ICTJ Forum: March 2013


Kenya's Deputy Prime Minister and The National Alliance (TNA) presidential candidate Uhuru Kenyatta (R) waves to supporters flanked by his running mate William Ruto (L) before adressing the crowd at a rally on March 2, 2013 in Nairobi on the last day of campaigning, 48 hours ahead of presidential, gubernatorial and senatorial elections. SIMON MAINA/AFP/Getty Images

The latest episode of ICTJ Forum features ICTJ's Paul Seils and Eduardo Gonzalez, who join host and Communications Director Refik Hodzic for a discussion of transitional justice news and developments.

Listen to the Forum

[Download](/sites/default/files//ICTJ-Forum-March-2013.mp3) | Duration: 31:42mins | File size: 22,290 KB

The Forum begins with a looks at the current elections in Kenya, where presidential candidate Uhuru Kenyatta and his running mate, William Ruto, have both been indicted by the International Criminal Court for their alleged role in the post-election violence five years ago, which left more than 1,000 people dead. If the Kenyatta/Ruto ticket win the election as predicted, Paul Seils questions whether they will continue cooperating with the ICC.

Kenya went to the polls still waiting for the results of an official inquiry into the violence of 2007-2008: Kenya’s Truth, Justice, and Reconciliation Commission was established to shed light on the sudden escalation of targeted ethnic violence. The release of report has been delayed until after the elections, due mostly, according to Gonzalez, the significant problems with the commission’s internal operations.

He remarks that the situation in Kenya is regrettable, because the commission was established to look at an incident of electoral violence, and would have likely made an important contribution to Kenya’s current election.

Seils echoes Gonzalez’s sentiment of Kenya being a possible missed opportunity for truth and reconciliation, and notes that generally, the panorama for transitional justice in Kenya is “uniformly bleak.”

“The allegations of the corruption of the judiciary in Kenya have been very, very profound,” says Seils. “This is a significant move.”

The discussion then moves to breaking news in Tunisia, where the recent murder of the leading opposition politician Chokri Belaid has led to the dissolution of the Tunisian government. Seils says he has been surprised to see the fragility of the situation in Tunisia.

“Tunisia is not a country with a history of political assassinations, much less violence and killings,” says Seils. “I think most people had hoped that the foundations were stronger than they appeared to be. On the other hand, it would be premature to say that the whole thing had collapsed.”

The sharp political divisions between various groups in Tunisia raise many questions on how an official truth commission will work to mend existing rifts.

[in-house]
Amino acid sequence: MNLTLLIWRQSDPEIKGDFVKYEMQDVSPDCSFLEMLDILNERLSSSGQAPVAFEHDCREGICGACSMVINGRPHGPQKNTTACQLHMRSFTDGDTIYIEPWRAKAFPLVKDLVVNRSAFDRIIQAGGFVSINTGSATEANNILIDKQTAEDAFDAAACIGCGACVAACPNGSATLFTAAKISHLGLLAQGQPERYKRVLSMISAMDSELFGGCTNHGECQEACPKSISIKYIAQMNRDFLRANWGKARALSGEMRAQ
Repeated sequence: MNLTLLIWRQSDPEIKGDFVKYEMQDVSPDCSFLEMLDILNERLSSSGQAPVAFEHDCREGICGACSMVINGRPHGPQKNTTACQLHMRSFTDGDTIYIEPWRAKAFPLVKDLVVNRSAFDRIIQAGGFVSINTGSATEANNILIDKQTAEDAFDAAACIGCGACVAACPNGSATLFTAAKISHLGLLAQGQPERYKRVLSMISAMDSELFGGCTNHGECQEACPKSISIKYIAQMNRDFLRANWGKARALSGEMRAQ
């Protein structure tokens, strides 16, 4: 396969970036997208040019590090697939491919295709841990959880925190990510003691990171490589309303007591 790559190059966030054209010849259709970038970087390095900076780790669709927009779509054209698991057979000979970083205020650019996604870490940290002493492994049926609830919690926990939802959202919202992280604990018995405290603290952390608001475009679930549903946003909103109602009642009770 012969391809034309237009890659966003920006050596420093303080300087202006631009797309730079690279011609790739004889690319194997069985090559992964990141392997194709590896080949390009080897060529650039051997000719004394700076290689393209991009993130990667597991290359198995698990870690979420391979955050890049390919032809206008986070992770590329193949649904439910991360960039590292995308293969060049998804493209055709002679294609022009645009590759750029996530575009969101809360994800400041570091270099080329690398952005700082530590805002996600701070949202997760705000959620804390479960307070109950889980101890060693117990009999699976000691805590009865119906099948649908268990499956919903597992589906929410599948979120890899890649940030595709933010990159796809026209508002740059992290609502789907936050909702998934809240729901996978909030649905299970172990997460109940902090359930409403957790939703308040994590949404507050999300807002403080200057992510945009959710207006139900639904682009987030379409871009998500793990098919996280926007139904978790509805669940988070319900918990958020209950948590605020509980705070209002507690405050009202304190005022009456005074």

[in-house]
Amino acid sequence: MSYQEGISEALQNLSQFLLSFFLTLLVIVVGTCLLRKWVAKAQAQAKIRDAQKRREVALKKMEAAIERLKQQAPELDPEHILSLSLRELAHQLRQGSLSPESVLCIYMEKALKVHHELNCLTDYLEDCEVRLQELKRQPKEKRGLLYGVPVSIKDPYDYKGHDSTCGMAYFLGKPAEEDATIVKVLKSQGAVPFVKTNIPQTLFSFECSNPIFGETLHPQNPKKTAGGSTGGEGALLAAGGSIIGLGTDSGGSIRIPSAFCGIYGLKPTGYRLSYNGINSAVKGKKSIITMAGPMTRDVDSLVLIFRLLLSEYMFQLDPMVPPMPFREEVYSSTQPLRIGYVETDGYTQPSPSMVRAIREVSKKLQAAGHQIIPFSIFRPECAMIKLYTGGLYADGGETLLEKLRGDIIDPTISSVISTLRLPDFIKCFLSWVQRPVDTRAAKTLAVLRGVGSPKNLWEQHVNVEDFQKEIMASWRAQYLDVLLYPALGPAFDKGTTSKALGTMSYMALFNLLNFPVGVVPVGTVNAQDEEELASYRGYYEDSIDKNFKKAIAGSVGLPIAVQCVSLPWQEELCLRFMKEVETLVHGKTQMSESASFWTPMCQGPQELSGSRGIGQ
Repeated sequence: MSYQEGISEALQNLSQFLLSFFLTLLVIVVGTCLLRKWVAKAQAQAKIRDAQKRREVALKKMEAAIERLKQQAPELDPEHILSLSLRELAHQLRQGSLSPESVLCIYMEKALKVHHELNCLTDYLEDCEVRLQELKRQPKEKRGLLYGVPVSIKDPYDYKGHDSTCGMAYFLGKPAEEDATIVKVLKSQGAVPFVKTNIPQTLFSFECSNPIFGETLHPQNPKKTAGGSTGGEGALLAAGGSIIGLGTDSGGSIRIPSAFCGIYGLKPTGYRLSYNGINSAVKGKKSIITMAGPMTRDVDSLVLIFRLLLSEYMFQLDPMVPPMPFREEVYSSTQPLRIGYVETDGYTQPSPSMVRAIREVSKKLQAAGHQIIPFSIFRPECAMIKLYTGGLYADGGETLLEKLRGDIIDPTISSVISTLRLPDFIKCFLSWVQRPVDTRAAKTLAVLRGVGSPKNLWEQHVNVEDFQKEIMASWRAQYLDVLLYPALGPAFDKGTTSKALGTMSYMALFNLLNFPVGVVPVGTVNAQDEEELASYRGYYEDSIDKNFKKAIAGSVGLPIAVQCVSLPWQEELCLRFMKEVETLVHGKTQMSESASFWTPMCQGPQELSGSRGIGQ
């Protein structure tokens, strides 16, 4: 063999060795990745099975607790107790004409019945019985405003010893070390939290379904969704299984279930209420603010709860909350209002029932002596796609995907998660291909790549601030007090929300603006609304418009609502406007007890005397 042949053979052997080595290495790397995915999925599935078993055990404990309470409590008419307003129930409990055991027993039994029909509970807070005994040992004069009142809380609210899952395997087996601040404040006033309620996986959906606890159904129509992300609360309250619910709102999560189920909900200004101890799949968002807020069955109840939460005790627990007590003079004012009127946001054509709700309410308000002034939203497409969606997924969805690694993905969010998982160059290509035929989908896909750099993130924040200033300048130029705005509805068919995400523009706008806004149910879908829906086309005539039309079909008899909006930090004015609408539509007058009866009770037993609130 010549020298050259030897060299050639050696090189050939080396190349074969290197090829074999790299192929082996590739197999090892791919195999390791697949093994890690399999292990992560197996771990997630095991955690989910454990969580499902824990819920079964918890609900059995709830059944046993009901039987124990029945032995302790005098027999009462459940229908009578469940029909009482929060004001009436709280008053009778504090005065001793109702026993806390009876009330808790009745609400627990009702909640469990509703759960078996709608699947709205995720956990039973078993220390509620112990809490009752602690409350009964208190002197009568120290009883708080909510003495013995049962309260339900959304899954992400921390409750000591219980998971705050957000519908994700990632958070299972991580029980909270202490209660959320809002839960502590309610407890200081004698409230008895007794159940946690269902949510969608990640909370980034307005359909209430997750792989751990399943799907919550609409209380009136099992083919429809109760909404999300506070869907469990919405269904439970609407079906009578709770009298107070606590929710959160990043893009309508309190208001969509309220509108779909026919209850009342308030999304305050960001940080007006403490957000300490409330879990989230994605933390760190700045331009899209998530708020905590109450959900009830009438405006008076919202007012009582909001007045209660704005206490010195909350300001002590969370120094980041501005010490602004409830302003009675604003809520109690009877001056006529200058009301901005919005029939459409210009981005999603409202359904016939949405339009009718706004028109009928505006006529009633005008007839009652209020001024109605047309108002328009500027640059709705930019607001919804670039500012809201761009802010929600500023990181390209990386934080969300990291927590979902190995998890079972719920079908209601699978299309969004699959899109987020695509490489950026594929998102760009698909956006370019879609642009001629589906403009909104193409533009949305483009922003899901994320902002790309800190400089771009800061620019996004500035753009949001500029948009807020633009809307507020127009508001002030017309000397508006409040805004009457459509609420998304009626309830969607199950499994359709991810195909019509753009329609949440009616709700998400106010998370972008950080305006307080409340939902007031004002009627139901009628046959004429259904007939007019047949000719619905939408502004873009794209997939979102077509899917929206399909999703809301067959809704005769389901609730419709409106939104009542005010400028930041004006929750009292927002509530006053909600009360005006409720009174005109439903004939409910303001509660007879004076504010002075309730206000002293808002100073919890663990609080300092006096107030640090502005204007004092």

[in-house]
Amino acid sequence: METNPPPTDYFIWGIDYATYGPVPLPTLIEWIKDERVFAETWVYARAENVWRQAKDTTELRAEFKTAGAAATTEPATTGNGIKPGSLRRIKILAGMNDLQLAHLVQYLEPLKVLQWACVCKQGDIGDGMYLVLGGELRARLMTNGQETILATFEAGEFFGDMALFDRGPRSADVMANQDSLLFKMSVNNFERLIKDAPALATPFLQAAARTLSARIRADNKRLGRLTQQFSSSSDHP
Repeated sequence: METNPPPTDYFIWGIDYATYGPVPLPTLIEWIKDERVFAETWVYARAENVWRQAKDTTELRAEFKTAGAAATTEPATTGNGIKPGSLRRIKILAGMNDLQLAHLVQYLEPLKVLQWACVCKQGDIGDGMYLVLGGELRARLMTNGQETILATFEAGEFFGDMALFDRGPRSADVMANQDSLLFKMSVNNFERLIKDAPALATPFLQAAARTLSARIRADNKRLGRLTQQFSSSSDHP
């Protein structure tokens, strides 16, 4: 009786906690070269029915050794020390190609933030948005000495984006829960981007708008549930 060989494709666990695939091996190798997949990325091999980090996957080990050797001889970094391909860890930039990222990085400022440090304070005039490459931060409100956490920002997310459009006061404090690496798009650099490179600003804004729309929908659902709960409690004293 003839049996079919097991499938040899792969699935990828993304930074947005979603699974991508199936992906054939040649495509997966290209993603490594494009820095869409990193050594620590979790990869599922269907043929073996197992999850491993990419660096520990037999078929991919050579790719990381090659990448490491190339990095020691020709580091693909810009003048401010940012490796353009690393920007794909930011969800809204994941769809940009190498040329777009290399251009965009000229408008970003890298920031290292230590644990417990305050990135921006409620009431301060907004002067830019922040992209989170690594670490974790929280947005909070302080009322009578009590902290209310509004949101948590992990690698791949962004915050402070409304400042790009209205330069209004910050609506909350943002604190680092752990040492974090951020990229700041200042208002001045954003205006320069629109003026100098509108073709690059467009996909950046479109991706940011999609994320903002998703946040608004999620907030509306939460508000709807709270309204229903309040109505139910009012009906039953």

Gonzalez says he remains confident that a truth commission will be established, but that it must find creative ways to actually propitiate a dialogue and a debate that is constructive.

“Hopefully, when the truth commission is established, it may become a factor, not of further division and polarization,” says Gonzalez.

In conclusion, the discussion turns to Syria, where horrific levels of violence have killed more than 60,000 people.

On February 18, 2013, the UN Commission of Inquiry reported that widespread crimes against humanity and war crimes were being committed in Syria and recommended that the UN Security Council refer the situation to the ICC.

“I think the biggest issue in Syria at the moment is that no one has any idea what’s going to happen,” says Seils. “No one has any idea what the balance of power is going to be if and when the Assad regime falls.”

In considering what role transitional justice will come to play in the Syrian context, Gonzalez expresses skepticism that transitional justice can be an instrument for peacemaking.

“I think that transitional justice can consolidate an ongoing peace process that exists actually in the terrain, and that transitional justice, if implemented properly, can enhance the quality of the peace,” says Gonazalez. “But I don’t think that transitional justice instruments in themselves are going to provide per se the incentives for the parties to actually stop the conflict.”

Correction: An earlier version of this article mentioned more than 100 judges in Kenya had been removed through a judicial vetting process. As of March 15, 2013, 14 judges in Kenya have been removed following the vetting. The vetting of 351 magistrates who were in office in August 2010 is still ongoing.
The ICTJ Forum is a monthly podcast to complement the World Report, and seeks to explore how transitional justice is linked to news around the world. We invite you to send your feedback to us at communications@ictj.org. To receive the ICTJ forum in your inbox each month, sign up for ICTJ's newsletter here.